Sydney coworking community Fishburners is offering free space to founders donning religious attire for the remainder of 2014. The offer is inspired by the racist and Islamophobic reaction by some Australians following events of yesterday when Islamic Iranian political refugee Man Haron Monis held 17 Australians hostage at the Lindt cafe in Sydney’s Martin Place for over 16 hours.
Fifty-year-old Monis, who was reportedly an accomplice in the brutal murder of his ex-wife and allegedly involved in 40 physical and sexual assaults, was shot dead this morning shortly after 2am when police embarked on an Emergency Action Plan and raided the Lindt cafe after hearing gunshots. Two hostages (a 34-year-old Lindt manager Tori Johnson and 38-year-old lawyer Katrina Dawson) were also pronounced dead this morning, and four were injured.
While many opportunistic bigots responded to this incident with racist and Islamophobic comments, many Australians took to Twitter to express their solidarity with the Australian Muslim community. The hashtag #illridewithyou became a worldwide trending topic, first used by writer Tessa Kum who was showing her support towards a fellow hijab-wearing Australian fearing for her life while travelling on public transport.
The aftermath may end up being underplayed in the media, but the reality is that many who were already suspicious of Muslims, will use the Sydney siege as an example to validate their viewpoint. Last evening, I witnessed a Muslim woman being a target of racial abuse in a Sydney suburb that has a high population of Muslims. A man in a moving vehicle threw rubbish (what seemed like an empty juice box) at the woman who took off her hijab in fear of her safety. This morning, a man staggering in the footpath of another Sydney suburb was also found to be slurring ‘fuckin’ Muslims’. Whether or not this will escalate into racial violence, as many Australians fear, is yet to be seen.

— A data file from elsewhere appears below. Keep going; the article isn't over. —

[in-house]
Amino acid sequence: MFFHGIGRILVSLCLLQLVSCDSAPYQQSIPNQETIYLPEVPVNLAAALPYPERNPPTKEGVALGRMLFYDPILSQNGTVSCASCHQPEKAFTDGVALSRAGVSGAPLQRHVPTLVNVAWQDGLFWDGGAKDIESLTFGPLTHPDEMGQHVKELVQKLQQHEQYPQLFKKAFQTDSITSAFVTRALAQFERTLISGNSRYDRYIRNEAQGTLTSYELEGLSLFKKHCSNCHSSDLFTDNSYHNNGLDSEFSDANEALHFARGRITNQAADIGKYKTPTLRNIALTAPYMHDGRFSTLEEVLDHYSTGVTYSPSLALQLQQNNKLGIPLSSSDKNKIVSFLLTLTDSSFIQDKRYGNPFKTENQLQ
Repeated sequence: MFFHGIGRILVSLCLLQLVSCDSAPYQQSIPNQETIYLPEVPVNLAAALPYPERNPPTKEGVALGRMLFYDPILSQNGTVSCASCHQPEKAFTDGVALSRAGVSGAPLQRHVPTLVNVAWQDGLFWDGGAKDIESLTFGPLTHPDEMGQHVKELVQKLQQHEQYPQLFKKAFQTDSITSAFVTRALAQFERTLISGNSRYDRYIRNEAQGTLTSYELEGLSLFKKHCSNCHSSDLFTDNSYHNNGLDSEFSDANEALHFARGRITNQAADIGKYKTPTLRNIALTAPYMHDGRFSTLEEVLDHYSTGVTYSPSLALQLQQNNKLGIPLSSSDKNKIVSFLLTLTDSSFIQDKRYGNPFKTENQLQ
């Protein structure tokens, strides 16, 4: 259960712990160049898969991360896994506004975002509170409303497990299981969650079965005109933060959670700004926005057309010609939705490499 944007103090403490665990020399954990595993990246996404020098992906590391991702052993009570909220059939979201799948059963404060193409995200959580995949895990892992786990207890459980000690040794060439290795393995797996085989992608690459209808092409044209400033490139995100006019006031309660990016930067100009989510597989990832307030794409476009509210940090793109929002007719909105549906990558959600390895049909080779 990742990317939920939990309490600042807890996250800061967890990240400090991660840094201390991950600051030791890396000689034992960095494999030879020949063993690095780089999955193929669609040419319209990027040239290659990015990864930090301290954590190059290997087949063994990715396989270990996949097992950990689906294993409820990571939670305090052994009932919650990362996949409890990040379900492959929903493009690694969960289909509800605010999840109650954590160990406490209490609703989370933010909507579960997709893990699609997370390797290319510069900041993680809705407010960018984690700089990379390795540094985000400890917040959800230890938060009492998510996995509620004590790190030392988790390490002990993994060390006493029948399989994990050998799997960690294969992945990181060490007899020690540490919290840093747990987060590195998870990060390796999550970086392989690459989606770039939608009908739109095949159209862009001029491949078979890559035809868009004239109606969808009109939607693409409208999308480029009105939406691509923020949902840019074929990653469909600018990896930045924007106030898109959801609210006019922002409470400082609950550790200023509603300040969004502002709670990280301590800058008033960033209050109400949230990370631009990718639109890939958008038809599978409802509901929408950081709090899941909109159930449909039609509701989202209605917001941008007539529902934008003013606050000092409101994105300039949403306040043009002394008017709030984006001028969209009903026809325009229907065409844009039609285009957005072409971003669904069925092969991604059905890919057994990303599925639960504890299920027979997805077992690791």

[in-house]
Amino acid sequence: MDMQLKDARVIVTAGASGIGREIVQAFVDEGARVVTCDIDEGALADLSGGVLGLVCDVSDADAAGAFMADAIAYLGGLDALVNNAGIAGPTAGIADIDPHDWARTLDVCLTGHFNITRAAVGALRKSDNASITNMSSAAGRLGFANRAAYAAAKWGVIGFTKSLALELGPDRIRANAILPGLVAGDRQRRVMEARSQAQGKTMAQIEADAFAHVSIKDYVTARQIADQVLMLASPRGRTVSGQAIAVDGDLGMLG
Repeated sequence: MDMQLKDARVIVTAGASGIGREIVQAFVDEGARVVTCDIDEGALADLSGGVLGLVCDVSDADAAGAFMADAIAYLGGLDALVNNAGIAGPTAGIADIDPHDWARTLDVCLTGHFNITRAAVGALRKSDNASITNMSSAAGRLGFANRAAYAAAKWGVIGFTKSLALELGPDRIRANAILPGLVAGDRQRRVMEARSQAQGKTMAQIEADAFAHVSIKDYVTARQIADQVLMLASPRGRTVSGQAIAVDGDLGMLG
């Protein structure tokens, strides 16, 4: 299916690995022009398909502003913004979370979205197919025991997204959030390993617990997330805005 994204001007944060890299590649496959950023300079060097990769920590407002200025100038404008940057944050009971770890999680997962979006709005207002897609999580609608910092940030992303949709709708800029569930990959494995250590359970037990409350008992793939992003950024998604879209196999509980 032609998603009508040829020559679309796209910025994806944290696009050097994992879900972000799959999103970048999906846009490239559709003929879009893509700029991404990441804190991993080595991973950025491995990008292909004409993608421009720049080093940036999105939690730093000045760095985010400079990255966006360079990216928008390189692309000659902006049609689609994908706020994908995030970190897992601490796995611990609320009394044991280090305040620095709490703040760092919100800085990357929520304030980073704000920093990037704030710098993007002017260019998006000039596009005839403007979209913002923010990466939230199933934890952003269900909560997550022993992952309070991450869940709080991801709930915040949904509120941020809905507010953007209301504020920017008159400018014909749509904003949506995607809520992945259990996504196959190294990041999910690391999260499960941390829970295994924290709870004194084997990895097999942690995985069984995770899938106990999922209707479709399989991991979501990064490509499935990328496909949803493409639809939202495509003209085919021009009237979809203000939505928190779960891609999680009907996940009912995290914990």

But Sydney coworking community Fishburners, in support of the #illridewithyou Twitter trend, is offering coworking spaces for free to founders wearing religious attire. This is an admirable response from the Sydney startup community and demonstrates that there are progressive Australians who understand that the actions of one man is not reflective of the beliefs of an entire minority group.